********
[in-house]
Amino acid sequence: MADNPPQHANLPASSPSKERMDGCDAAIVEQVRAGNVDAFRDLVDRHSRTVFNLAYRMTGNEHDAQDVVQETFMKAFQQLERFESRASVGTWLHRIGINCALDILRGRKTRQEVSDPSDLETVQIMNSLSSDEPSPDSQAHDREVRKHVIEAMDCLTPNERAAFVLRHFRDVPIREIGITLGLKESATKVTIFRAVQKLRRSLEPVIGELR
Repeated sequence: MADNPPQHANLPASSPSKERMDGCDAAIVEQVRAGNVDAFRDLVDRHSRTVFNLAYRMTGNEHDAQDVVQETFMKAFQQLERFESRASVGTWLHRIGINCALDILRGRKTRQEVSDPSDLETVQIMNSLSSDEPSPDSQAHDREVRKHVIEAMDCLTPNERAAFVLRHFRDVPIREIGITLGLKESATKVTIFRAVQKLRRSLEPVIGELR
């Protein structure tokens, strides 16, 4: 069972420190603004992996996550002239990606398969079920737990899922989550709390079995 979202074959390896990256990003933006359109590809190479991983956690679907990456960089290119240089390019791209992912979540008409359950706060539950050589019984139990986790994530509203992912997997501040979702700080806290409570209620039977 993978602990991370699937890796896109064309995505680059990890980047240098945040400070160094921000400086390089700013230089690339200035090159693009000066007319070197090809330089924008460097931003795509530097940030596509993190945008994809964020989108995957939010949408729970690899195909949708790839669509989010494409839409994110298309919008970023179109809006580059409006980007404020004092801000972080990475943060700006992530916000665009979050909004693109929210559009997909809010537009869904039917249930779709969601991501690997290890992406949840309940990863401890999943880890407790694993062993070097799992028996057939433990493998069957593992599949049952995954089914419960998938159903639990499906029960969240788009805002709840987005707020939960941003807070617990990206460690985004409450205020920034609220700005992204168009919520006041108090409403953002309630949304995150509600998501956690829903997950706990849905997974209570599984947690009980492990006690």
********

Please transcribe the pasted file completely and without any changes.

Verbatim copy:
[in-house]
Amino acid sequence: MADNPPQHANLPASSPSKERMDGCDAAIVEQVRAGNVDAFRDLVDRHSRTVFNLAYRMTGNEHDAQDVVQETFMKAFQQLERFESRASVGTWLHRIGINCALDILRGRKTRQEVSDPSDLETVQIMNSLSSDEPSPDSQAHDREVRKHVIEAMDCLTPNERAAFVLRHFRDVPIREIGITLGLKESATKVTIFRAVQKLRRSLEPVIGELR
Repeated sequence: MADNPPQHANLPASSPSKERMDGCDAAIVEQVRAGNVDAFRDLVDRHSRTVFNLAYRMTGNEHDAQDVVQETFMKAFQQLERFESRASVGTWLHRIGINCALDILRGRKTRQEVSDPSDLETVQIMNSLSSDEPSPDSQAHDREVRKHVIEAMDCLTPNERAAFVLRHFRDVPIREIGITLGLKESATKVTIFRAVQKLRRSLEPVIGELR
């Protein structure tokens, strides 16, 4: 069972420190603004992996996550002239990606398969079920737990899922989550709390079995 979202074959390896990256990003933006359109590809190479991983956690679907990456960089290119240089390019791209992912979540008409359950706060539950050589019984139990986790994530509203992912997997501040979702700080806290409570209620039977 993978602990991370699937890796896109064309995505680059990890980047240098945040400070160094921000400086390089700013230089690339200035090159693009000066007319070197090809330089924008460097931003795509530097940030596509993190945008994809964020989108995957939010949408729970690899195909949708790839669509989010494409839409994110298309919008970023179109809006580059409006980007404020004092801000972080990475943060700006992530916000665009979050909004693109929210559009997909809010537009869904039917249930779709969601991501690997290890992406949840309940990863401890999943880890407790694993062993070097799992028996057939433990493998069957593992599949049952995954089914419960998938159903639990499906029960969240788009805002709840987005707020939960941003807070617990990206460690985004409450205020920034609220700005992204168009919520006041108090409403953002309630949304995150509600998501956690829903997950706990849905997974209570599984947690009980492990006690």